Red-light camera bill passes through House committee

By Gregory Harutunian For Chronicle Media

State Rep. David McSweeney, R-Barrington Hills.

A bill that would eliminate and effectively ban red light photo cameras from intersections in non-home rule communities, while targeting specific counties, passed Feb. 5 through the Illinois House Transportation Vehicles and Safety Committee by an 11-0 vote.

House Bill 322 amends the Illinois Vehicle Code and now moves forward to debate on the House floor.

The bill is essentially a reintroduction of a similar measure passed in 2015, but was halted at the Senate transportation committee level. Its chairperson at the time was state Sen. Martin Sandoval, D-Cicero, who pleaded guilty Jan. 28 to federal bribery and income tax evasion  related to favoritism to the red-light camera industry. By his own admission, he accepted more than $250,000 in bribe money including the red-light camera company, Chicago-based SafeSpeed LLC.

His involvement was captured on an audio recording made during a restaurant meeting with another state senator, purported to be Terry Link, D-Vernon Hills. Link has denied his participation. Sandoval’s plea agreement stated that he engaged in “corrupt activities with other public officials and accepted money from other people.” He has agreed to cooperate with any future investigations.

State Rep. David McSweeney, R-Barrington Hills, sponsored the bill in 2015, as well as the current one, and will pursue having it enacted. “I passed the bill in 2015, and it was killed by (Martin) Sandoval in the Senate,” he said, when contacted, by email. “Red light cameras are being used to raise revenue, not improve safety.”

Home rule status is granted automatically to municipalities with threshold populations of 25,000. The designation applies if its boundary electorate has approved a binding referendum for the status, if the population is less than 25,000. The benefit is in allowing the governmental unit to make decisions on its own programs without state intervention or mandate. HB 322 identifies the intent as applying to non-home rule communities only.

McSweeney also co-sponsored accompanying legislation, House Bill 323, which would cover municipalities and communities statewide, regardless of home rule status, by repealing “authority to use automated traffic enforcement systems at intersections in which cameras are used to photograph or video records a motor vehicles failure to stop or yield.”

It also limits supplying those recorded images for “the purpose of recording its speed.” The bill was referred to the House Rules Committee, March 29, and while it has gained six more co-sponsors has not left the committee level.

House Bill 322’s actual summary wording states that “after January 1, 2020, no non-home rule unit within the counties of Cook, DuPage, Kane, Lake, Madison, McHenry, St. Clair, and Will may enact or continue to enforce an ordinance for an automated traffic law enforcement system to enforce violations of intersection traffic control signals … Amends the State Mandates Act to require implementation without reimbursement from the State.”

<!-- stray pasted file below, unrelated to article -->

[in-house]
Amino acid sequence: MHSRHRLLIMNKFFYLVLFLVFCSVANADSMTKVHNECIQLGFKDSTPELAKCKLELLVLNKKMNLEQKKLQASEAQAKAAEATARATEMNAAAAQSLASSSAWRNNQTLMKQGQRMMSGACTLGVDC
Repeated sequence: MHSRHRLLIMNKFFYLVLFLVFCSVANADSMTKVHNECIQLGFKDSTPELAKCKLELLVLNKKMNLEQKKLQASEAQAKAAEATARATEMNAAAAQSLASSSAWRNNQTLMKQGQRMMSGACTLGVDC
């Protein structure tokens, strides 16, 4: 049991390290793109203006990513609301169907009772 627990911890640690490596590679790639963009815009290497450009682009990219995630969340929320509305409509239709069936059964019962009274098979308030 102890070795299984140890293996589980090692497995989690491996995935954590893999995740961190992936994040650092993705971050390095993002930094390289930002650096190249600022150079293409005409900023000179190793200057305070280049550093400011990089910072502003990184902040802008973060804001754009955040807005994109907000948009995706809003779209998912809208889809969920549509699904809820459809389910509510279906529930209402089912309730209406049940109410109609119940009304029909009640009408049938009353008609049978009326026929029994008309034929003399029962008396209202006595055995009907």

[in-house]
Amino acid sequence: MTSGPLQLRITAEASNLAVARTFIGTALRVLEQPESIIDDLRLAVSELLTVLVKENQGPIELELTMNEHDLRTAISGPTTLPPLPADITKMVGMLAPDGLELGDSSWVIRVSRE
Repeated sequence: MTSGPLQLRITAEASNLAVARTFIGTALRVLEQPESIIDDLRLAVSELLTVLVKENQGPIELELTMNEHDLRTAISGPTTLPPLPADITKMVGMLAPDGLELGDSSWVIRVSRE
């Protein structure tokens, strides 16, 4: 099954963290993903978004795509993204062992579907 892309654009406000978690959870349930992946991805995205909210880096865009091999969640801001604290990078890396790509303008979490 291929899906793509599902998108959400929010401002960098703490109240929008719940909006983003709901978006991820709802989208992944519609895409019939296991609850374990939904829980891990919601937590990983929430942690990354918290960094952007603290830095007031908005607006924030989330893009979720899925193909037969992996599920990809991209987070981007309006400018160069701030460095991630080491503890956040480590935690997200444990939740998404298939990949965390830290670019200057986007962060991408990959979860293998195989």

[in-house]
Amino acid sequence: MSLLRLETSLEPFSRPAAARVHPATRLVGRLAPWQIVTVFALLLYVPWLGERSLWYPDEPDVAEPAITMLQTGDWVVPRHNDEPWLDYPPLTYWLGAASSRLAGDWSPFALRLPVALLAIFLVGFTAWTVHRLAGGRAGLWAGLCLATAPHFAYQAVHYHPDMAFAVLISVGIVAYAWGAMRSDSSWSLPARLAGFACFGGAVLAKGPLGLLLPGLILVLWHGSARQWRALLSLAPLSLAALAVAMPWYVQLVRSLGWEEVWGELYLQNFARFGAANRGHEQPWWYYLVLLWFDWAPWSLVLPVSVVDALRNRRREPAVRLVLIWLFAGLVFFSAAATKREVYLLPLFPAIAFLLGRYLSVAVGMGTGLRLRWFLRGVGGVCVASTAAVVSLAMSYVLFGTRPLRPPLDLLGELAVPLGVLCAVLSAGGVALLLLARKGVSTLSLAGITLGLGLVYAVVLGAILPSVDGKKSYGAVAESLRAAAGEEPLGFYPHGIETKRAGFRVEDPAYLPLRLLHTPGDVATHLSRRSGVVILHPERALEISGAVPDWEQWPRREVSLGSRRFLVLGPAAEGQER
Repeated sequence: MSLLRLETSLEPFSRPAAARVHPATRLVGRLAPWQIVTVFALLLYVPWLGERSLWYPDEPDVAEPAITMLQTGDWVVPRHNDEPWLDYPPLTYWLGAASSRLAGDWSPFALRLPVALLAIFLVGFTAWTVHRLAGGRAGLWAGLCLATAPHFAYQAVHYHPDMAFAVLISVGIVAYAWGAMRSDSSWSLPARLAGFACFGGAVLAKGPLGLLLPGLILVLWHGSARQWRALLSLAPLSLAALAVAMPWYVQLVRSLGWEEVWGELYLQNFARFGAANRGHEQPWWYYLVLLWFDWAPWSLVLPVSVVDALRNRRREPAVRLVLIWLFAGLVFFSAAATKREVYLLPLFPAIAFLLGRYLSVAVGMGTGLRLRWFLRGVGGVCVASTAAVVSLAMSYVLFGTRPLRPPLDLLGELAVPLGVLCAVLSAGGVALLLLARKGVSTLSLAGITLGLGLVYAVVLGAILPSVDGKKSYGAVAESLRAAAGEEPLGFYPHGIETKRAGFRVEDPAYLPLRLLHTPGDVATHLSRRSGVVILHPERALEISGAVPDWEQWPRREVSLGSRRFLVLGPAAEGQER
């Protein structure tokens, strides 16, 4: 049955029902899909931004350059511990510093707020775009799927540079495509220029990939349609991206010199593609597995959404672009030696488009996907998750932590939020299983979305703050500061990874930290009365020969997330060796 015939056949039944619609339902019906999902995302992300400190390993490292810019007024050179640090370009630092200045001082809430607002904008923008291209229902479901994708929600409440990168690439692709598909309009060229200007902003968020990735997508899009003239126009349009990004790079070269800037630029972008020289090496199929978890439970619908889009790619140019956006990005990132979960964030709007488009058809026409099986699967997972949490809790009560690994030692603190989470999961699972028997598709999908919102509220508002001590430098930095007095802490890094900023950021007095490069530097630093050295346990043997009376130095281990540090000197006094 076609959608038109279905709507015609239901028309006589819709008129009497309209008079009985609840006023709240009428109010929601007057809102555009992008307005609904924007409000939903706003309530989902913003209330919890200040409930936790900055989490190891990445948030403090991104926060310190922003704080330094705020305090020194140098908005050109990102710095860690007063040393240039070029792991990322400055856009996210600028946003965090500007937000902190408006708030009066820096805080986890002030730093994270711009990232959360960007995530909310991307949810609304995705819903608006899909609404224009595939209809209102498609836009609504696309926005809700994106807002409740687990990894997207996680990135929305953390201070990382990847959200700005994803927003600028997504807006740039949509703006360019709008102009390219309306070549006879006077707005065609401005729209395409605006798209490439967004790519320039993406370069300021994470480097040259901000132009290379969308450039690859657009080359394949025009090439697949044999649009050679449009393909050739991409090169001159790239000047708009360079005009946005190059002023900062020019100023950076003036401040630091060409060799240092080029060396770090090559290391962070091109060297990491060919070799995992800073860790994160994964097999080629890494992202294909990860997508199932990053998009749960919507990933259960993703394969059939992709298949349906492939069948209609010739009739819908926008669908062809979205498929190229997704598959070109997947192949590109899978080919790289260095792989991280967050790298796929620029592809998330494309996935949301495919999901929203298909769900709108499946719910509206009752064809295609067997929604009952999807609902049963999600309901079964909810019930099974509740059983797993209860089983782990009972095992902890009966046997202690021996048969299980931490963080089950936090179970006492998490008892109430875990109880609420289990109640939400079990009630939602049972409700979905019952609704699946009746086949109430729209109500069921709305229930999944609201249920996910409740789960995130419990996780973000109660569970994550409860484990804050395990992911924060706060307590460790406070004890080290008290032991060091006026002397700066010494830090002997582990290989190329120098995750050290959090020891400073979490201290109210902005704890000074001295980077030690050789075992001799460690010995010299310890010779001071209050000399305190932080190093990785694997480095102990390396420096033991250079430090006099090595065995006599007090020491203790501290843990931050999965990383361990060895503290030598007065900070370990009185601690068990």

McSweeney’s office in a press release stated that more than $1 billion in fines have been collected from red-light cameras, and multiple people have been indicted for crimes connected to the red-light camera industry. (Chronicle Media file photo)

A Feb. 5 press release, from Rep. McSweeney’s office said that he has long been a proponent of banning red-light cameras. “The bribery charges against former State Senator Martin Sandoval provide even more evidence of the need to ban red-light cameras,” he said. “These cameras are nothing more than a get rich scheme for the companies that install the cameras and the politicians who profit from protecting the companies behind this scam. It is time to end this corruption once and for all.”

It further said more than $1 billion in fines have been collected from red-light cameras, and multiple people have been indicted for crimes connected to the red-light camera industry.

The 2015 version of the bill, passed in the House by a 79-26 vote. The current measure being considered amends Section 5 (f) of the Illinois Vehicle Code, with respect to red-light camera installation and enforcement, states that “no non-home rule unit within a county designated may enact or continue to enforce an ordinance providing for an automated traffic law enforcement system to enforce (code) violations.” However, it continues to allow home rule governments are still to continue the practice.

Red-light enforcement cameras are triggered by vehicles proceeding through an intersection after the green light has changed, or an incomplete full-stop for a right turn on red. Potential violations are reviewed by a traffic enforcement officer of the governmental unit, and forwarded to the respective contractor for collection of a standard $100 fine amount. The violations are not chargeable “moving” citations against an individual’s Illinois driver’s license, but considered administrative debts due to the governmental unit.

Lombard-based Red Speed Illinois LLC operating installations in the city of Waukegan cites that the accumulation of five or more unpaid fines may result in notification to the Illinois Secretary of State’s Office. However, several months ago, Illinois Comptroller Susana Mendoza announced that her office would no longer withhold refunds, or payable amounts, to individuals in lieu of red-light camera debt claims for distribution to claims by governmental units.

“It is time to end this madness,” McSweeney said, in the release. “These cameras are not about making communities safer. They are about producing more revenue for local governments and padding the pockets of political insiders. It is another example of the culture of corruption in Illinois. My legislation is big step forward in fighting Illinois corruption.”